So i'm trying to make sushi rice and i know the essential component is the vinegar/sugar/salt mixture (with the optional kombu, which i don't have access to, so i omit entirely). I would like to hear your opinions on the ratios of the vinegar to sugar to salt. I have seen several but have not chosen my favourite yet. Also does anyone know for certain if salt is added to make the overall flavour sort of bitter-sweet, or... ?

On a related note: how important is the fanning of the rice? I mean, come on, to me sitting besides the rice and fanning with a giant palm leaf to fend off the excess moisture from your rice-pharaoh just seems utteryl ridiculous. In cooking there always have been supposedly imporatnt fancy techniques that are considered essential by every blogger, ever, yet in reality have little to no impact on the quality of the dish.

  • My goodness, the first recipe in my search result was Alton Brown's (see link) which calls for a whole tablespoon of salt to be mixed into two cups of cooked rice! Whatever you do don't use those proportions. Jan 21, 2015 at 19:25
  • You can use a desk fan for the fanning, but you want to fan it. Fanning is important for the final shape-ability of the rice. Jan 21, 2015 at 20:21
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    @ChrisSteinbach The recipe is for 2 cups of raw rice, and specifies kosher salt. AB's preferred brand is half as dense as table salt, so it ends up 9g salt / 2 cups rice, which is still slightly salty (I've made it for years), which is how I got here from Google. :)
    – event_jr
    May 27, 2017 at 20:58

3 Answers 3


I did an online search for the first 10 sushi rice recipes with distinct ingredient proportions and came up with the following ratio (by weight):

1:0.08:0.16:0.02 (Raw Rice:Sugar:Vinegar:Salt)

With cooked rice,

1:0.03:0.06:0.01 (Cooked Rice:Sugar:Vinegar:Salt)

Or, if you prefer:

For 1300g / ~6 cups Sushi Rice

400g or 2 cups of raw sushi rice (about 1200g or 6 cups of cooked rice)
32g or 3 tbsp white granulated sugar
63g or 4 tbsp vinegar
7g or 1tsp salt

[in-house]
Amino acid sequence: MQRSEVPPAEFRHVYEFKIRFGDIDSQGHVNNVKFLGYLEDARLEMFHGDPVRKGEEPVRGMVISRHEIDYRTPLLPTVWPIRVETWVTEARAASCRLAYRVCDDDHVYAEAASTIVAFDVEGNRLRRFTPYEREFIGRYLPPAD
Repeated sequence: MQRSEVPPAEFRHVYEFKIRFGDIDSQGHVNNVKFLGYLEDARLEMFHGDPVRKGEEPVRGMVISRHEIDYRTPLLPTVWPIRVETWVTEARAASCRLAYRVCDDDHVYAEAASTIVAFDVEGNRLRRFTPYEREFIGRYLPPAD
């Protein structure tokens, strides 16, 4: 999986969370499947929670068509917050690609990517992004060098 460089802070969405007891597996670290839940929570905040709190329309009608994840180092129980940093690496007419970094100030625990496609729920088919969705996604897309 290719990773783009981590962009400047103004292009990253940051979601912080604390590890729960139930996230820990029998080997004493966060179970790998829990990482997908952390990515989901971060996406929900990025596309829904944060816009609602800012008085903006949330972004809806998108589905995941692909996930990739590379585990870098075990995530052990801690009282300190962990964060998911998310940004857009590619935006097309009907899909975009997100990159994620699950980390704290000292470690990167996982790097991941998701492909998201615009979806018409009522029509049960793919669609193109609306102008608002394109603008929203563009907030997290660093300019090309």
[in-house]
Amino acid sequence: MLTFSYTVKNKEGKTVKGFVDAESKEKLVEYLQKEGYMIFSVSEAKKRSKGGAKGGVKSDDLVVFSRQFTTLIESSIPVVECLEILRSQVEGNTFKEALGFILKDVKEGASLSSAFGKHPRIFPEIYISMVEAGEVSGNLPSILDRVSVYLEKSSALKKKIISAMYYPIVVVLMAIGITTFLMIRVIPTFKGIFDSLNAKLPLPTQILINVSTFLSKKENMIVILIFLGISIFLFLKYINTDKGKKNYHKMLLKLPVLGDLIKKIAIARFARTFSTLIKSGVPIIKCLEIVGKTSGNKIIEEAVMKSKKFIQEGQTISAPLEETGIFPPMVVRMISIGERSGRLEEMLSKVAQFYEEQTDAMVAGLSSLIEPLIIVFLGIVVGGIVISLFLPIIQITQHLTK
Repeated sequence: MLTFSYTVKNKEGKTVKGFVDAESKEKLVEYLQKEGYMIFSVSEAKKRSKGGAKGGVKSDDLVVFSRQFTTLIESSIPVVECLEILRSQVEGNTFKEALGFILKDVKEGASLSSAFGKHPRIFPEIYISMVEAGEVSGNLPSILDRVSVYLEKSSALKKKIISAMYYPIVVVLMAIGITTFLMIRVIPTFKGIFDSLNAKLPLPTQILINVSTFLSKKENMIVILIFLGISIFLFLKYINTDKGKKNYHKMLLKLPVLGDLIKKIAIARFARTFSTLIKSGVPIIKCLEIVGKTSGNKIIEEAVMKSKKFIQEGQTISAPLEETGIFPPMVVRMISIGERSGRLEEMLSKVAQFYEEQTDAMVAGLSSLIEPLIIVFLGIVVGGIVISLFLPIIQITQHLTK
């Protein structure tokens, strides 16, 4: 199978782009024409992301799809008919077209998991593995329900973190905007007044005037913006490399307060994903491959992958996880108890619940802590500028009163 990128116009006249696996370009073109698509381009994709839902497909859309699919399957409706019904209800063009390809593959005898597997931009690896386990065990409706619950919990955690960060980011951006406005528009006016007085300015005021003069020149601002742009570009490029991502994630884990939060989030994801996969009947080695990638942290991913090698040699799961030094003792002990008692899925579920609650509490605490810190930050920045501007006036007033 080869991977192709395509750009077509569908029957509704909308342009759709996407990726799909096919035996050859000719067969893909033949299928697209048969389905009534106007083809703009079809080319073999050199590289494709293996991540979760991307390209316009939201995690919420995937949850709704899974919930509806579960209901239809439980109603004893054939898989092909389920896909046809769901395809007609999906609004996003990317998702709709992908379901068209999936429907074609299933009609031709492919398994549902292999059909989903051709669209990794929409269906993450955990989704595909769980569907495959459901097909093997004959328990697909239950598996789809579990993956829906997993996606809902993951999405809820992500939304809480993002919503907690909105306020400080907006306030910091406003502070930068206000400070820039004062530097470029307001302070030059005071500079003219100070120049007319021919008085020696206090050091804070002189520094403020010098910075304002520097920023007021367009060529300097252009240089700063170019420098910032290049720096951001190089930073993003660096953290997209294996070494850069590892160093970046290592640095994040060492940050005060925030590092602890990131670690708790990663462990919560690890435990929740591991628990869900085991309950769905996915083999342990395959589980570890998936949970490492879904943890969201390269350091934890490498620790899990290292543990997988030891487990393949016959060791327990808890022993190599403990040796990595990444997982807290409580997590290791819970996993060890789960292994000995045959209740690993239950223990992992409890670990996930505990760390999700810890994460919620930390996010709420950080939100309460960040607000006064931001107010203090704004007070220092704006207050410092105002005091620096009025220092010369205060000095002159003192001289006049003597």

I've not tried these proportions yet but I usually find that a simple average of 10 to 20 distinct recipe proportions gives me a good starting point for experimentation. At the very least averaging helps avoid nasty surprises like the saltylicious recipe of Alton Brown I linked to in my comment above.

Another answer here suggests a Salt:Sugar:Vinegar ratio of 1:2:2, whereas my figures suggest something closer to 1:5:9 if we are talking weight ratios (the other answer doesn't specify).

You asked whether salt would help give the rice a bitter sweet taste. In my experience sushi rice has no obvious bitter taste, but it does have a sweet-sour flavor that the vinegar and sugar lends. Salt helps other flavors play nicely with each other and at the same time adds a delicate flavor bass note of its own.

In my opinion you are unlikely to find a favorite recipe by adjusting the proportions alone. There are preparation techniques to play with, varieties of rice and types of vinegar. Many sushi rice recipes feature mirin, sake, kombu or dashi in the list of ingredients. Experimenting with any of these things will likely necessitate altering the ingredient proportions from what I give here.

  • When I say that salt adds a "delicate flavor" I'm not sure at all that I'm on target. The taste may be faint, but it's not frail. Nevertheless, I stand by the musical analogy of bass notes in the sense that you hardly notice the taste of salt when you eat (at least this is so if you have the right amount) but you would miss it if it wasn't there. Jan 21, 2015 at 22:31
  • That's the weight of rice after cooking, right?
    – Cascabel
    Jan 21, 2015 at 23:30
  • @Jefromi Actually uncooked rice. I'll update. Jan 22, 2015 at 6:04
  • informative and well written answer, thanks! Although i already did look around the interwebs, myself, i was looking for more of this community's opinion
    – mathgenius
    Jan 22, 2015 at 9:40

I hover around what I think is 1:2:2 with Salt:Sugar:Rice Vinegar. Use enough so that you can coat all of your rice, but not drench it.

Before cooking, rinse the rice. I believe this removes excess starch from the rice. Skipping it makes my rice sad. After cooking you fan it while folding in the sushi vinegar mixture. I believe this cools it without drying it out and gets a thin coat of the mixture evenly distributed over the rice. Skipping it makes my rice sad.

Remember that you don't make good sushi with sub-par ingredients.

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    I love the phrase "makes my rice sad".
    – Stephie
    Jan 21, 2015 at 19:26
  • To make the answers easier to compare maybe you can say whether the ratio you give is for weight or volume. Jan 21, 2015 at 22:16
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    like Chris said, it'd be easier to know if you mean volume or weight ratio, as that ratio in volume is INSANE (no offense) :D
    – mathgenius
    Jan 22, 2015 at 7:30
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    It is by volume. It has been called into question if this is too much salt, and I stand by my proportions. I do also tend to use far less dressing overall for the rice than I assume is usually used as well.
    – user32628
    Jan 23, 2015 at 16:00

Measured by volume: 7 rice vinegar, 5 sugar, 2 sea salt (or 1 table salt). Add a piece of kelp if you plan to age it. It is best aged for at least two weeks. If you need to use right away, skip the kelp and melt the ingredients in a hot pan, then cut the heat immediately to avoid cooking out the vinegar's acidity. The vinegar should be measured at 15% of uncooked rice by volume.

This is based on Sushi Chef Institute's recipe.

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